Defense Secretary Mattis Resigns Amid Syria And Afghanistan Tension

Defense Secretary Jim Mattis, one of President Trump's most important early advisers, is the latest to depart the administration

Defense Secretary Jim Mattis, one of President Trump's most important early advisers, is the latest to depart the administration

Jacquelyn Martin/AP

Defense Secretary Jim Mattis, a living Marine Corps legend who made history by securing special permission from Congress to lead the Pentagon, is stepping down after a slow freeze-out by President Trump.

Drift between the two men reached a point at which Mattis objected so strongly to the president's policy choices that he opted to resign rather than go along.

The final break appeared to be over major withdrawals of American forces from Syria and Afghanistan, which Trump ordered over the objections of his national security advisers, including Mattis.

The president announced via Twitter Thursday evening that Mattis was retiring in February. Shortly after, the Pentagon released a letter of resignation from Mattis to Trump.

"General Jim Mattis will be retiring, with distinction, at the end of February, after having served my Administration as Secretary of Defense for the past two years," Trump wrote.

"General Mattis was a great help to me in getting allies and other countries to pay their share of military obligations. A new Secretary of Defense will be named shortly. I greatly thank Jim for his service!" the president also wrote in a second tweet about the impending departure.

Mattis' resignation completes a near-wholesale shake-up of Trump's initial national security team and follows a record-setting series of departures of administration leaders so early in a presidency.

Of Trump's initial top national security or diplomatic policy advisers, only Secretary of State Mike Pompeo, who began as CIA director, and United Nations Ambassador Nikki Haley remain — and Haley is set to depart the administration soon as well.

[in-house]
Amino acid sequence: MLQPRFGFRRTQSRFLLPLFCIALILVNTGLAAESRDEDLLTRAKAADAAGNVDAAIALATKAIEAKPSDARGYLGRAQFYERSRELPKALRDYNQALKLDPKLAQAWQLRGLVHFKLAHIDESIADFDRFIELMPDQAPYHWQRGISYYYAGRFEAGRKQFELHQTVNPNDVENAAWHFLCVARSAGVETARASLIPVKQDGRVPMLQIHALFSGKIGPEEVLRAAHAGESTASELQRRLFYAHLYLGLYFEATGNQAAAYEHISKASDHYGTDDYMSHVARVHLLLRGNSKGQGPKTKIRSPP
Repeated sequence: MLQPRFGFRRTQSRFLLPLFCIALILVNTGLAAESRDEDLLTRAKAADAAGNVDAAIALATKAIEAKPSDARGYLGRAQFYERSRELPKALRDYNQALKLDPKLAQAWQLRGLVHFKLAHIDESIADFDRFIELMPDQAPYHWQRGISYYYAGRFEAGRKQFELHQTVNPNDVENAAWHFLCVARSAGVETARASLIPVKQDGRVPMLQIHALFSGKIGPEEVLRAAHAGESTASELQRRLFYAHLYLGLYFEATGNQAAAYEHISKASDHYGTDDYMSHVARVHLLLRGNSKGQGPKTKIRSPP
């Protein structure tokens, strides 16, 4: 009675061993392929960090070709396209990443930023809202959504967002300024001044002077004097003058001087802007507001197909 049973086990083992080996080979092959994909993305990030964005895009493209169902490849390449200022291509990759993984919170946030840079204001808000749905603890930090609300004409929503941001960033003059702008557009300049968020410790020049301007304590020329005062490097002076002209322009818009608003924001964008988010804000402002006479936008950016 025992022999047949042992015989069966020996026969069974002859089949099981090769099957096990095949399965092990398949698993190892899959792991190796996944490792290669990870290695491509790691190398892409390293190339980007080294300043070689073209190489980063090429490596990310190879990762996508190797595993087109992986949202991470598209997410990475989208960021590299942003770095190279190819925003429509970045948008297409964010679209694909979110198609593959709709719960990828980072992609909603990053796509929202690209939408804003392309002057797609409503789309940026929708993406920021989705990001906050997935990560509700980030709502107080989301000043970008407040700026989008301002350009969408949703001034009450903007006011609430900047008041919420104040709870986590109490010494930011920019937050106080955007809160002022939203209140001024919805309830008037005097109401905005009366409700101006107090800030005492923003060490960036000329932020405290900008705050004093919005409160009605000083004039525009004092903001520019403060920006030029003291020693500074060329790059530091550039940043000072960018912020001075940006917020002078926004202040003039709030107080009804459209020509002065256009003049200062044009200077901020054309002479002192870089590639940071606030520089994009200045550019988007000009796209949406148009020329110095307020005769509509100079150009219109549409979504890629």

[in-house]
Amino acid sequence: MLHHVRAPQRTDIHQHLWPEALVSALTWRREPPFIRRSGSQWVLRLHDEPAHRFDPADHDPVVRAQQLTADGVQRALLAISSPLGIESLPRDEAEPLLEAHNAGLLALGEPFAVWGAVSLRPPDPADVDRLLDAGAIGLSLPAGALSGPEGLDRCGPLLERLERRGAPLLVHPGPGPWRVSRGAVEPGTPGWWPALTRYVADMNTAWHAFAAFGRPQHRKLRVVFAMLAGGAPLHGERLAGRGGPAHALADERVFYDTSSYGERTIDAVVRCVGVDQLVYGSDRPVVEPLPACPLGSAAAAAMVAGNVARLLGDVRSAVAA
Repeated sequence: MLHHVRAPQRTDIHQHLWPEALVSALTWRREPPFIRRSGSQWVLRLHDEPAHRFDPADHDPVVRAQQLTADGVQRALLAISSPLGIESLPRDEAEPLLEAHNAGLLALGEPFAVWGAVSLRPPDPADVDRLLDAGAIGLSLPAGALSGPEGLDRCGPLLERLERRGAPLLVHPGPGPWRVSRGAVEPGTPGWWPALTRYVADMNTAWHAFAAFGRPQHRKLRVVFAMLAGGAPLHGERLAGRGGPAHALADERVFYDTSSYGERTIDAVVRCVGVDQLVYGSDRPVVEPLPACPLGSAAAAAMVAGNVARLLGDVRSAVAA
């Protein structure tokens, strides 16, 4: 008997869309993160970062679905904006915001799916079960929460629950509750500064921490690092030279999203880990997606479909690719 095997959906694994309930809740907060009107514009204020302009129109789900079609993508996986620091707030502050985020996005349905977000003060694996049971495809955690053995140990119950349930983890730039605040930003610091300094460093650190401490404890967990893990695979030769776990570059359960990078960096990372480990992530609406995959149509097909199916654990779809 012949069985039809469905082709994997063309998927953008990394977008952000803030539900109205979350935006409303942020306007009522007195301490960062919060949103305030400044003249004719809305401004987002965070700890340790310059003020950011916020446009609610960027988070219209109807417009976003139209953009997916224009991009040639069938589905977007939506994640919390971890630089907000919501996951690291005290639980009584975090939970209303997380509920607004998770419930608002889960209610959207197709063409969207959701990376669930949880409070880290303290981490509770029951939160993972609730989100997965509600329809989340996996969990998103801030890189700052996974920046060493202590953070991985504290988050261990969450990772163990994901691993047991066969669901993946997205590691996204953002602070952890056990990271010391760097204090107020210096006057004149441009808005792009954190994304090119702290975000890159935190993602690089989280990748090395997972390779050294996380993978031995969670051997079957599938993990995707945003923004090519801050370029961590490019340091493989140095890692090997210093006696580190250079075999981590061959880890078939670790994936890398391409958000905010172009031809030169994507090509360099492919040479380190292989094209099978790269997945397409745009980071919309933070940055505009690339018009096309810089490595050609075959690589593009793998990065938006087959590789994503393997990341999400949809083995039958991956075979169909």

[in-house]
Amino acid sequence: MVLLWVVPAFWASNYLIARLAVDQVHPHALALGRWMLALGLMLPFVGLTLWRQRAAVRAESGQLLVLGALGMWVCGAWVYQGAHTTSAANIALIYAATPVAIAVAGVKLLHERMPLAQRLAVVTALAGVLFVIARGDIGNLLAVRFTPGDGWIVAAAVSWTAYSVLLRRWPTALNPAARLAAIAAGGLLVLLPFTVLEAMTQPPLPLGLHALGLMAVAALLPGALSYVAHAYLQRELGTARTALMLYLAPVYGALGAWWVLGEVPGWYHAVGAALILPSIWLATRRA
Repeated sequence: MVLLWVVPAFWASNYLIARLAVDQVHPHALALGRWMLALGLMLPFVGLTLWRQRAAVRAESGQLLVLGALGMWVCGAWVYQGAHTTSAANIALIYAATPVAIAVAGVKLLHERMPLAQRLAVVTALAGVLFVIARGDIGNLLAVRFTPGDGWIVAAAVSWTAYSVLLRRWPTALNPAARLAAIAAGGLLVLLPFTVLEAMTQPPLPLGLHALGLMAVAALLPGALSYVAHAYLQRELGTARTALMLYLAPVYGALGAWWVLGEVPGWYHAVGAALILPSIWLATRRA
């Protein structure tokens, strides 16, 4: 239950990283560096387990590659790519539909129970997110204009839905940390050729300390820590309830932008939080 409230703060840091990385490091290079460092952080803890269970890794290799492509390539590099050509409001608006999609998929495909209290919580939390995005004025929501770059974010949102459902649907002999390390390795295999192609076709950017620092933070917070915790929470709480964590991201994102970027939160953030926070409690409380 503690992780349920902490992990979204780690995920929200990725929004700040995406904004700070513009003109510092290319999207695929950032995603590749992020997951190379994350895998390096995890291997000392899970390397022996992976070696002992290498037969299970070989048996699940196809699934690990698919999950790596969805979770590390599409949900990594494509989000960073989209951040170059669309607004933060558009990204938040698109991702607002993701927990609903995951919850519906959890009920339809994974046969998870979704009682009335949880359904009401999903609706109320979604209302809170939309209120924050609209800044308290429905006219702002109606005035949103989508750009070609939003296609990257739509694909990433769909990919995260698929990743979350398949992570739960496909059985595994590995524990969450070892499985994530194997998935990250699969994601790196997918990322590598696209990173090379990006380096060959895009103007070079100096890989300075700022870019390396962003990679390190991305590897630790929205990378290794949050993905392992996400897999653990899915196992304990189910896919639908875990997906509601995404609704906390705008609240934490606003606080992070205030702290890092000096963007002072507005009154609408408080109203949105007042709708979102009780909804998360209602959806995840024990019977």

The resignation followed an abrupt decision by Trump this week to withdraw American troops from Syria, over the objections of many of the president's military and national security advisers.

The news about Mattis was followed by confirmation that Trump is also ordering home roughly half the troops posted in Afghanistan.

Mattis wrote in a resignation letter that he felt he could no longer continue to execute Trump's policies. He cited the importance of what he called America's "unique and comprehensive system of alliances and partnerships."

The outgoing defense secretary cited two such alliances by name: NATO, which has been supporting the war in Afghanistan since not long after the 2001 terrorist attacks against the United States; and the coalition of nations that has united to fight the Islamic State.

Trump's forthcoming military withdrawals from Afghanistan and Syria would drastically reshape the role the United States plays not only in those ongoing conflicts but in the coalitions that are engaged with them.

Wrote Mattis: "Because you have the right to have a secretary of defense whose views are better aligned with yours ... I believe it is right for me to step down from my position."


Story source: NPR